Printable Solar Panels Coming Soon
[From this article at the abc] “Australian solar power scientists are one step closer to making available a cheaper and faster way to print solar cells onto plastic.
CSIRO’s senior research scientist Dr Fiona Scholes said the technology was almost at the commercialisation stage and could be used to power laptops to rooftops.
“iPad covers, laptop bags, skins of iPhone – not just for casing electronics but to collect some energy as well and power those electronics,” Dr Scholes said.
The Victorian Organic Solar Cell Consortium behind the project comprises scientists from the CSIRO and the Melbourne and Monash universities who have been working on printing solar cells since 2007.”
“Monsanto Buys Up Heirloom Seed Suppliers…” [#geekgirl]
The Next Black – A film about the Future of Clothing [#geekgirl]
Drinking Water out of Air [#geekgirl]
“I’ve never cared much for billboards. Not in the city, not out of the city — not anywhere, really. It’s like the saying in that old Five Man Electrical Band song. So when the creative director of an ad agency in Peru sent me a picture of what he claimed was the first billboard that produces potable water from air, my initial reaction was: gotta be a hoax, or at best, a gimmick.
Except it’s neither: The billboard pictured here is real, it’s located in Lima, Peru, and it produces around 100 liters of water a day (about 26 gallons) from nothing more than humidity, a basic filtration system and a little gravitational ingenuity.”
Warrior Web Demonstration [#geekgirl]
A Soldier carries a 61-pound load while walking in a prototype DARPA Warrior Web system during an independent evaluation by the U.S. Army. Full story at http://go.usa.gov/bxp4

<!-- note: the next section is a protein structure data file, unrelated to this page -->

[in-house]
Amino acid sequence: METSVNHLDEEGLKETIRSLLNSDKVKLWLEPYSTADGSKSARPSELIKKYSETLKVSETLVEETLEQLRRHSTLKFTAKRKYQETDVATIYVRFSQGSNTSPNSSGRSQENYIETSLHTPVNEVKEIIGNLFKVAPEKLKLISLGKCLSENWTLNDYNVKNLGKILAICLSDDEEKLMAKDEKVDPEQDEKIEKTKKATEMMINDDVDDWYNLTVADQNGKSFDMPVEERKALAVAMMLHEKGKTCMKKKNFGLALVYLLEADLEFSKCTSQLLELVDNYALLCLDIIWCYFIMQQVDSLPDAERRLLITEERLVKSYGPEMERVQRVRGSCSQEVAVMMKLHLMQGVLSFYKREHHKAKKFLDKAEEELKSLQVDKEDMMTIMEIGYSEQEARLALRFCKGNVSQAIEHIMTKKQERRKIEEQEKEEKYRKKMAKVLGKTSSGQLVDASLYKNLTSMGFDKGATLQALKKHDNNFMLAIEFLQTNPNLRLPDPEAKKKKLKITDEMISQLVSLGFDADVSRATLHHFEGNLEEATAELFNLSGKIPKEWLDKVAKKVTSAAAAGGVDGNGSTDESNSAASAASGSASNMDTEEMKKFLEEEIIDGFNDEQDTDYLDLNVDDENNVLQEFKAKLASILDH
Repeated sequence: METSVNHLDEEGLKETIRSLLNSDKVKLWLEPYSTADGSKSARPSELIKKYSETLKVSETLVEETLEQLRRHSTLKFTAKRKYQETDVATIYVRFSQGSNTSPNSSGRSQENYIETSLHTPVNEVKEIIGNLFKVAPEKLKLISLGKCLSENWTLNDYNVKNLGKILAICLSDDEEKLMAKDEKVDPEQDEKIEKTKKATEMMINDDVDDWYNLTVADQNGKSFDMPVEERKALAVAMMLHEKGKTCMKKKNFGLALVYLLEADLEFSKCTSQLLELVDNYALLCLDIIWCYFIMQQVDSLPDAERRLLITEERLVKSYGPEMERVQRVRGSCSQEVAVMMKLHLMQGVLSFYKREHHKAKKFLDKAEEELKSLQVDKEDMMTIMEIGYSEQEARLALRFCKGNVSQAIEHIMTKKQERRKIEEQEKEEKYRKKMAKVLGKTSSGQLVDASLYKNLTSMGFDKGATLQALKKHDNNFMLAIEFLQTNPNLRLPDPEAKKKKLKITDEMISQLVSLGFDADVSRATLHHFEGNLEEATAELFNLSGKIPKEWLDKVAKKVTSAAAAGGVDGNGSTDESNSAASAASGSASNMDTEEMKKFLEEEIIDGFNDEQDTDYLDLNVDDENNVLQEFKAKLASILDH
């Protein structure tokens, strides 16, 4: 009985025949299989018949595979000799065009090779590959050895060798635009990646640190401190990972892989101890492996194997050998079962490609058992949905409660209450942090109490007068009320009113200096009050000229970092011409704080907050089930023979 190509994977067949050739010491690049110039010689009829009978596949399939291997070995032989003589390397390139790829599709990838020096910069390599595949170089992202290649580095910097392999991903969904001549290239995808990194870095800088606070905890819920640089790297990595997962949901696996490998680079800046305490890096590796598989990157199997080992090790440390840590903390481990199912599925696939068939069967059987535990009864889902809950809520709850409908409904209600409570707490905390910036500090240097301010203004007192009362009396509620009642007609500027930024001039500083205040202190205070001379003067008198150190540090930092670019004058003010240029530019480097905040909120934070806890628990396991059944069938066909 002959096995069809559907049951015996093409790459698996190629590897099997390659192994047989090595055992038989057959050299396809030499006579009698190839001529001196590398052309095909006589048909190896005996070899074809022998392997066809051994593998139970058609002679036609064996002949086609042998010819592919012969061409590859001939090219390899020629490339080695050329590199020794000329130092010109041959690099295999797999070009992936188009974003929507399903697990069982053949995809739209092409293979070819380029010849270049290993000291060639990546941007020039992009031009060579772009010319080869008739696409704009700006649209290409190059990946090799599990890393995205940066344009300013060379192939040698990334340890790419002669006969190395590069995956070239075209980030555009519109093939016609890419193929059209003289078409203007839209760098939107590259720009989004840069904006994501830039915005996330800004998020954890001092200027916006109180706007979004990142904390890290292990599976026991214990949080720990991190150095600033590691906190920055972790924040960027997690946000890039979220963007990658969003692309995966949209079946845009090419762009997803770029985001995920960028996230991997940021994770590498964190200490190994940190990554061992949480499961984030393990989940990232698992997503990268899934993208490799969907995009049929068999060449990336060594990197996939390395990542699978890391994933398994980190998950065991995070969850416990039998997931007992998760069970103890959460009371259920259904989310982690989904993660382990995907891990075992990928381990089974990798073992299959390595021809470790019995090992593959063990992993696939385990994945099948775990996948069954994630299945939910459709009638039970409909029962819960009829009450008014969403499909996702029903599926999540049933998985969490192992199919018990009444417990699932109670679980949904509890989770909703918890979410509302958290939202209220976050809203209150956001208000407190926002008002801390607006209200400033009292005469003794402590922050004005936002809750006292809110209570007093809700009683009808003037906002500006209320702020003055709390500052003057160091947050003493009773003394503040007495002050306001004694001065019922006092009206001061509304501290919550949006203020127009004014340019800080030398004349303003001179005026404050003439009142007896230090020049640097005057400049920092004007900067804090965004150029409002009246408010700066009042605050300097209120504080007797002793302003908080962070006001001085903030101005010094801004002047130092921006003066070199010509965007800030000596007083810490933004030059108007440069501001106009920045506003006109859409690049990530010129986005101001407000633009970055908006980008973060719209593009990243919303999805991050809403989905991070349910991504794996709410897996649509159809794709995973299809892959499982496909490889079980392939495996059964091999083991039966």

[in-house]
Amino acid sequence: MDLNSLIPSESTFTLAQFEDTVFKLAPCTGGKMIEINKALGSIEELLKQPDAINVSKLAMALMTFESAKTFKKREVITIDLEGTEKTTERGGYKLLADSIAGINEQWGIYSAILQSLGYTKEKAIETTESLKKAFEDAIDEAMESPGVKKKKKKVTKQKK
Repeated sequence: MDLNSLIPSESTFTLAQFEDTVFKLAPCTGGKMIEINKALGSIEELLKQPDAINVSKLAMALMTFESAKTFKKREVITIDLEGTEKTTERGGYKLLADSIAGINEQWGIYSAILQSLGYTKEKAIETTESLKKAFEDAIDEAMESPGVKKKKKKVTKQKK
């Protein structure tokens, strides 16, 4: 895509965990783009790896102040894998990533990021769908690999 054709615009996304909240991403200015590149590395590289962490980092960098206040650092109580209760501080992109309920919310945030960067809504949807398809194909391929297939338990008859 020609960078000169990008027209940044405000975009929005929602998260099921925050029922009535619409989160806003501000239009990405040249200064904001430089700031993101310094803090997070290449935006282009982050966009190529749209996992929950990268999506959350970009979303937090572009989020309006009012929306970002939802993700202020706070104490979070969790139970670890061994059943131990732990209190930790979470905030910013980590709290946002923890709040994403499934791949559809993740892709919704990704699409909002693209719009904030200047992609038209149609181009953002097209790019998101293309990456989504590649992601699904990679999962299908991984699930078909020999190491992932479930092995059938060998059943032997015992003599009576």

Cultured Meat, You Say? On A Burger, You Say? [#geekgirl]
The hamburger, assembled from tiny bits of beef muscle tissue grown in a laboratory and to be cooked and eaten at an event in London, perhaps in a few weeks, is meant to show the world — including potential sources of research funds — that so-called in-Vitro meat, or cultured meat, is a reality.
“Let’s make a proof of concept, and change the discussion from ‘this is never going to work’ to, ‘well, we actually showed that it works, but now we need to get funding and work on it,’ “ Dr. Post said in an interview last fall in his office at Maastricht University.”
Need a Spare Human Organ? Print It! [#geekgirl]
“Researchers at Melbourne’s St Vincent’s Hospital and the ARC Centre of Excellence for Electromaterials Science (ACES) are working on developing human organs by building body cells layer by layer using a 3D printer.
The team has used the 3D printer to make body cells, including muscle cells, nervous systems cells and cartilage. Professor Mark Cook, director of neurosciences at St Vincent’s Hospital, said 3D body part printing was like ‘bubble jet printers’.
“Instead of putting in ink for printing, you can put in these new materials which will grow tissues successfully,” he said.
ACES director Professor Gordon Wallace said he believed it would be possible to manufacture living tissues like human skin, cartilage, arteries and heart valves which could be used in transplants and other operations within five years. By 2025, scientists could fabricate complete functional organs, tailored for an individual patient.”
The #Science of #Genetically Modified #Food [#geekgirl]